This was a commission I received just before the measures for staying home & social distancing were introduced, which has enabled me to document the process in detail..
The illustration was initially intended to be a gift from the Groom to the Bride on their wedding day, but unfortunately due to the Coronavirus outbreak their wedding had to be postponed. However, to cheer his Bride to be up the Groom presented her with the illustration on the day they were due to be wed.
See below the process used to create this gift illustration.
Reference image: Lake Garda, Italy
This was the reference image of Lake Garda that was provided for the commission. It is a beautiful scene with the mountains outlined against the clear blue sky, the boats on the water & the angled lamppost perfectly breaking up the view.
Step one: Sketch of the scene and initial colour wash
The first stage of the process was to sketch out the layout of the scene using pencil. I decided to crop in more on the lamppost and the boats in the water & reduce the amount of sky included within the scene. Once I was happy with the scale and positioning of the lamppost and mountains, I added a very light colour wash to the sky using one of my thicker brushes.
Step two: Inking in detail and building up washes
After applying a second wash of colour to the sky, I began to fill in the details of the boats before working backwards and filling in the details of the mountains and shore line in the background. I was mindful to include as much detail as possible at this point, so I could add more colour and tones to break up the surrounding blues of the lake and the sky.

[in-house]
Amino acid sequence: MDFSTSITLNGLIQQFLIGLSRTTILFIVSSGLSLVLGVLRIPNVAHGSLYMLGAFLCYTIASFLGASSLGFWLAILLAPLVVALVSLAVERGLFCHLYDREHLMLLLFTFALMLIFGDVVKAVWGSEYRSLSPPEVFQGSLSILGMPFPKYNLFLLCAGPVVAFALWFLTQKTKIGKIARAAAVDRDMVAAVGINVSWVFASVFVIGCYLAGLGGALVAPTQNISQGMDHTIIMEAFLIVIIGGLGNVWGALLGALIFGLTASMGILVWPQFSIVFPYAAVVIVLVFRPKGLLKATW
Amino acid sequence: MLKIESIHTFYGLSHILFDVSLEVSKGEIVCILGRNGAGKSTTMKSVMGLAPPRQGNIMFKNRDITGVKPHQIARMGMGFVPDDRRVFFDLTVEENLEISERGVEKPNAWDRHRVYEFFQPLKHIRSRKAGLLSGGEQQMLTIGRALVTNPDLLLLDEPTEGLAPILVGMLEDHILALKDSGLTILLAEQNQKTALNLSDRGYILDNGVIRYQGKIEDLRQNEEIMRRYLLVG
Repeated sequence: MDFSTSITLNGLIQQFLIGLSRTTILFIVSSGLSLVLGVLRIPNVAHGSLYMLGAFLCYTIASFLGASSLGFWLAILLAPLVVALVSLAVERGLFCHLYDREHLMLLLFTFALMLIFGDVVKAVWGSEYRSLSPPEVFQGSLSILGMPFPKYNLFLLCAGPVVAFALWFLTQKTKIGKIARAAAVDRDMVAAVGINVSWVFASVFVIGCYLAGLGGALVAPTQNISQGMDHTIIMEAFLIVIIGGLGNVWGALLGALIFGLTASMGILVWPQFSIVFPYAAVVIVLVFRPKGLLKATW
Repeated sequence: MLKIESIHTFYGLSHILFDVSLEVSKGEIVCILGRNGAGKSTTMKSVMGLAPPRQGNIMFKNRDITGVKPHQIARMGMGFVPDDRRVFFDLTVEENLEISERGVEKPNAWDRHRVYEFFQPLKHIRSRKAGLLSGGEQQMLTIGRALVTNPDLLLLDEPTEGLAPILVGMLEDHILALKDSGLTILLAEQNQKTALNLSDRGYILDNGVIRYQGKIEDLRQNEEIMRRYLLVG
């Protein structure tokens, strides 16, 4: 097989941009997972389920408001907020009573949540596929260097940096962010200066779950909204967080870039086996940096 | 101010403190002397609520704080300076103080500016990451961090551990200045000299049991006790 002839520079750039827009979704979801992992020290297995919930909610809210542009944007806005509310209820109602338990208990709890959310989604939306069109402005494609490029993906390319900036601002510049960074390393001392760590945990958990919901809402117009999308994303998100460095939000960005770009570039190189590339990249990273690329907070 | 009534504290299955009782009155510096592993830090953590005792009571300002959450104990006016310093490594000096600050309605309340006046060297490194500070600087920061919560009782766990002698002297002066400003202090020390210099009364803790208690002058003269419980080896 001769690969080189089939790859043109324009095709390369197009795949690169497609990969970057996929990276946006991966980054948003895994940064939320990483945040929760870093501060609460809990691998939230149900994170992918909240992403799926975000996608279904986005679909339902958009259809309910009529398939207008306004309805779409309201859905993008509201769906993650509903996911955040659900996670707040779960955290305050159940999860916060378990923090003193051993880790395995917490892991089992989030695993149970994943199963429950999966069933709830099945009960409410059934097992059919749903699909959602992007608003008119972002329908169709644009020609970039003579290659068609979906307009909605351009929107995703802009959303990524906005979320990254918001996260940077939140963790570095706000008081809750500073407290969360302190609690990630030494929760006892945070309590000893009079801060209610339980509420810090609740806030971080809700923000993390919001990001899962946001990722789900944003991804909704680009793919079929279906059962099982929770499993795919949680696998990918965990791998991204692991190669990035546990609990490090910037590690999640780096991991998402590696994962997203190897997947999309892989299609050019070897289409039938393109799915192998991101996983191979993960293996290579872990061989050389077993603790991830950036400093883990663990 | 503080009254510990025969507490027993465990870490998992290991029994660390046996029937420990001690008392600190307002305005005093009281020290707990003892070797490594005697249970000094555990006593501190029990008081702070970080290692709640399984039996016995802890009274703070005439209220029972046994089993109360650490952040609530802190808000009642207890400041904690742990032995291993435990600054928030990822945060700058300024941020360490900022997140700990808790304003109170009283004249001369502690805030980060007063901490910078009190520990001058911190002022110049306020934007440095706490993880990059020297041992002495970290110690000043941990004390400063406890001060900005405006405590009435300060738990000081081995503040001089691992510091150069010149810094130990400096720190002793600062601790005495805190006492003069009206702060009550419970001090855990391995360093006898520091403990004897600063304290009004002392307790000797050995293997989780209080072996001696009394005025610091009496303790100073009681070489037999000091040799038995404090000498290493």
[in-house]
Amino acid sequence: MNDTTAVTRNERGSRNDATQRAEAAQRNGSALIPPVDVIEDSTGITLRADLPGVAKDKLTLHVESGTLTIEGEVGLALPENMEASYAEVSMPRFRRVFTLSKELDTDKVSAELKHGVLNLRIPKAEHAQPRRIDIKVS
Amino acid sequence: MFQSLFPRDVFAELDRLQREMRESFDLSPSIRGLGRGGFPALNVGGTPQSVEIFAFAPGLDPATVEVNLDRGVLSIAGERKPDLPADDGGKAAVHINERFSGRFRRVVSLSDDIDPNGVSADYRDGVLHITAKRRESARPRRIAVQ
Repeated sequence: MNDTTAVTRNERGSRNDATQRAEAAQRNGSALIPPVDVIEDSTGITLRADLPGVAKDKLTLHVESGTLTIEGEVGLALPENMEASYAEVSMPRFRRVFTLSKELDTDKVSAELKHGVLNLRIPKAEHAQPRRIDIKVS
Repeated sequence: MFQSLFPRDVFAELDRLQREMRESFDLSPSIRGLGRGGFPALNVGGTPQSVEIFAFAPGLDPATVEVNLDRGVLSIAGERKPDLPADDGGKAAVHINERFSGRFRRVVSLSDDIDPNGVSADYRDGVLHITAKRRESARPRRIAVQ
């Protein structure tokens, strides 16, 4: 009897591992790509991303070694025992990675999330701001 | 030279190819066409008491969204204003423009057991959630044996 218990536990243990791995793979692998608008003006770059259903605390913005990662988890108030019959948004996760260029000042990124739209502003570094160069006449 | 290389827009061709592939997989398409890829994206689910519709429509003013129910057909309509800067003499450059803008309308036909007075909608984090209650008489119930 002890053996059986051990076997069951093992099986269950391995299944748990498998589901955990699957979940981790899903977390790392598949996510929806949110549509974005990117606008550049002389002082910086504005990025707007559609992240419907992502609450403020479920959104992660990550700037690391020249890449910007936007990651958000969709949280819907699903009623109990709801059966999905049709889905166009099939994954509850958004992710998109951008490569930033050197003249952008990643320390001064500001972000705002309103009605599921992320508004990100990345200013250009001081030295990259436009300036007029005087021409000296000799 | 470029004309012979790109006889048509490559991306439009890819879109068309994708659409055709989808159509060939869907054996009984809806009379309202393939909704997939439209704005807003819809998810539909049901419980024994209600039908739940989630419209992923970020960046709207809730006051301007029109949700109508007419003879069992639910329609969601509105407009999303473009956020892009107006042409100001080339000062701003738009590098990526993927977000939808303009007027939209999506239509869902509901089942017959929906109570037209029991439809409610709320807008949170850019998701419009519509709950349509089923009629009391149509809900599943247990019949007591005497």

Step three: Layering colour washes and removing the pencil sketch
Once I'd completed all the detailing with ink, I added in the first colour wash of the water. Due to the level of detail and rough sketch marks in the mid-ground, I wanted to clear away the marks before tackling that area with colour & providing a base to start building in the colour of the flower beds in the foreground.
Step four: Building up colour
Next, I began to add in the green of the mountains & trees in the mid-ground
and flowerbeds in the foreground, whilst also adding an additional wash to the sky and lake.
Step five: Adding in detail using colour
With every wash I applied to each area, I gradually decreased the size of the brush I was using to allow the colours to build.
Step six: Close up detail and foreground
As the size of this commission was A4, it meant that most of the ink detail was applied using the smallest fine liner that I have. This meant to add depth and perspective to the scene, I was relying on the use of colour and tone. Therefore, it was essential to paint the objects in the foreground last to ensure the colours were fresh, bold and popped against their background.
Step seven: Adding in the final detail and shades using coloured pencils
Once I’ve finished building up colour with watercolour paints, I add in some final detail using my Faber-Castell coloured pencils. These are great for adding an additional pop of colour on top of the watercolours to enhance the main details of the scene, such as the boats, flowerbeds and lamppost.
Step eight: Finishing touches
The final stage of the process, was to add the wording.These include the date and location of the proposal and of course, my signature.
And there you have it - the final illustration done and dusted, ready to pack up and post.